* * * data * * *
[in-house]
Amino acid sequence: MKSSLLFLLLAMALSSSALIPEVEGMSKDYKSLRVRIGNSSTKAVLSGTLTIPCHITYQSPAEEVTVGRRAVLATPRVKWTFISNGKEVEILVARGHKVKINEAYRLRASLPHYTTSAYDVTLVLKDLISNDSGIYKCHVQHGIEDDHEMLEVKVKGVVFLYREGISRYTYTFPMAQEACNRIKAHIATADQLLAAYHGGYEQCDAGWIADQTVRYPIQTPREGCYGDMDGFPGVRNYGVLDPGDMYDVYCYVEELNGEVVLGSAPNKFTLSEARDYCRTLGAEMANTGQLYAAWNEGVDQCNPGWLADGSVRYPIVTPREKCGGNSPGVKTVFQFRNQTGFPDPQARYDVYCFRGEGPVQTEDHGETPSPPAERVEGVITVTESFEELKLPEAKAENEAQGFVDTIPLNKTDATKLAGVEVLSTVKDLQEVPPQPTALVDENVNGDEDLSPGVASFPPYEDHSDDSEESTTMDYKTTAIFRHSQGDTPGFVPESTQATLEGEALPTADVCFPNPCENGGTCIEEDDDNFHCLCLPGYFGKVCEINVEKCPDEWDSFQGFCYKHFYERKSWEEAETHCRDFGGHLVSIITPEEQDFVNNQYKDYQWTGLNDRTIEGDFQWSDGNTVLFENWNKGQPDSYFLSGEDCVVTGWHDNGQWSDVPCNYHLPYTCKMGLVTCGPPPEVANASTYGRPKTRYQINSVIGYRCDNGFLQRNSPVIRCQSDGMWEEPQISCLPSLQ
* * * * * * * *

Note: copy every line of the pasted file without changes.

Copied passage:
[in-house]
Amino acid sequence: MKSSLLFLLLAMALSSSALIPEVEGMSKDYKSLRVRIGNSSTKAVLSGTLTIPCHITYQSPAEEVTVGRRAVLATPRVKWTFISNGKEVEILVARGHKVKINEAYRLRASLPHYTTSAYDVTLVLKDLISNDSGIYKCHVQHGIEDDHEMLEVKVKGVVFLYREGISRYTYTFPMAQEACNRIKAHIATADQLLAAYHGGYEQCDAGWIADQTVRYPIQTPREGCYGDMDGFPGVRNYGVLDPGDMYDVYCYVEELNGEVVLGSAPNKFTLSEARDYCRTLGAEMANTGQLYAAWNEGVDQCNPGWLADGSVRYPIVTPREKCGGNSPGVKTVFQFRNQTGFPDPQARYDVYCFRGEGPVQTEDHGETPSPPAERVEGVITVTESFEELKLPEAKAENEAQGFVDTIPLNKTDATKLAGVEVLSTVKDLQEVPPQPTALVDENVNGDEDLSPGVASFPPYEDHSDDSEESTTMDYKTTAIFRHSQGDTPGFVPESTQATLEGEALPTADVCFPNPCENGGTCIEEDDDNFHCLCLPGYFGKVCEINVEKCPDEWDSFQGFCYKHFYERKSWEEAETHCRDFGGHLVSIITPEEQDFVNNQYKDYQWTGLNDRTIEGDFQWSDGNTVLFENWNKGQPDSYFLSGEDCVVTGWHDNGQWSDVPCNYHLPYTCKMGLVTCGPPPEVANASTYGRPKTRYQINSVIGYRCDNGFLQRNSPVIRCQSDGMWEEPQISCLPSLQ